Yemen's Maarib pipeline struck by further blast

Yemen attack: Blast hits Maarib export pipeline

Yemen’s Maarib oil export pipeline has been struck by another explosion that has halted the flow of crude, according to reports.

The defense ministry in Sanaa said that "subversive elements" in Serwah in central Maarib province had blown up the key pipeline, Reuters reported.

Sabotage of oil pipelines and transmission towers in Maarib had increased dramatically in recent days before the blast, the ministry said.

The 438-kilometre pipeline takes crude from the eastern Maarib province’s Maarib fields to the Ras Isa oil terminal on the Red Sea.

It was carrying about 125,000 barrels per day before the explosion, according to the wire service.

The Maarib crude is stored on Safer Exploration & Production's Safer floating storage and offloading (FSO) vessel before being shipped to Yemen’s main refinery at Aden.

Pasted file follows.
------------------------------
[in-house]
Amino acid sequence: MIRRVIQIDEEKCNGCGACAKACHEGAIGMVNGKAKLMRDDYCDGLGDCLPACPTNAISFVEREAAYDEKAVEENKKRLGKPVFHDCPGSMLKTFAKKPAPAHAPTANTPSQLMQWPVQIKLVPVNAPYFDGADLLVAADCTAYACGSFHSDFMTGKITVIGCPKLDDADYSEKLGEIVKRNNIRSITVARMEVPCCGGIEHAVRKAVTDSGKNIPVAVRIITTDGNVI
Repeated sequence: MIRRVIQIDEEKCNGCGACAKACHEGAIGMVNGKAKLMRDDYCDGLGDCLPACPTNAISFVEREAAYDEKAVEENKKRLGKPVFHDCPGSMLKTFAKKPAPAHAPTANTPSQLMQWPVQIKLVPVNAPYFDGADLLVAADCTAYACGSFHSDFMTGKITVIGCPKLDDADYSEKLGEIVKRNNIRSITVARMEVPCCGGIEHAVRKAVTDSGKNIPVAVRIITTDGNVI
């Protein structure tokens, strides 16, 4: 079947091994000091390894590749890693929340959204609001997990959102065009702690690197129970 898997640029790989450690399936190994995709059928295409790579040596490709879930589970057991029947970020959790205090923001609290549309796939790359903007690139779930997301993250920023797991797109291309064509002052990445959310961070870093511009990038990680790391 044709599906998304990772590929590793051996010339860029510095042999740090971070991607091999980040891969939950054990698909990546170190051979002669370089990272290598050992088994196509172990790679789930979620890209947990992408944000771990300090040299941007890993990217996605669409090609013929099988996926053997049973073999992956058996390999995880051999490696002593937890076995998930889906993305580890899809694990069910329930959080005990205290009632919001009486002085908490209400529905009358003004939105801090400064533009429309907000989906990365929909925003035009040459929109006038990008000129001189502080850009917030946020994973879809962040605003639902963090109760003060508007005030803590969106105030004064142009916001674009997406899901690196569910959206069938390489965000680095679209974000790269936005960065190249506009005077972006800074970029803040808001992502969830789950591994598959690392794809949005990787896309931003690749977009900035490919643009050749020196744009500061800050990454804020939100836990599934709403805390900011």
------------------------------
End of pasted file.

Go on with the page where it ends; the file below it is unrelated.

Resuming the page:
However, pipeline flows have been halted numerous times in the wake of frequent sabotage attacks, most recently in March.

Last December, Yemen said oil was being pumped through the pipeline at a reduced rate of around 70,000 barrels per day.

A long closure of the line last year forced the Aden refinery to shut, leaving Yemen dependent on fuel donations from Saudi Arabia and imports.

Yemen's pipelines have been repeatedly sabotaged by insurgents and tribesmen, especially since anti-government protests created a power vacuum in 2011, causing fuel shortages and slashing export earnings for the impoverished country.

The attacks are so frequent a global study released earlier this year by UK-based risk analysts Maplecroft ranked Yemen as having the world's highest risk of terrorism.

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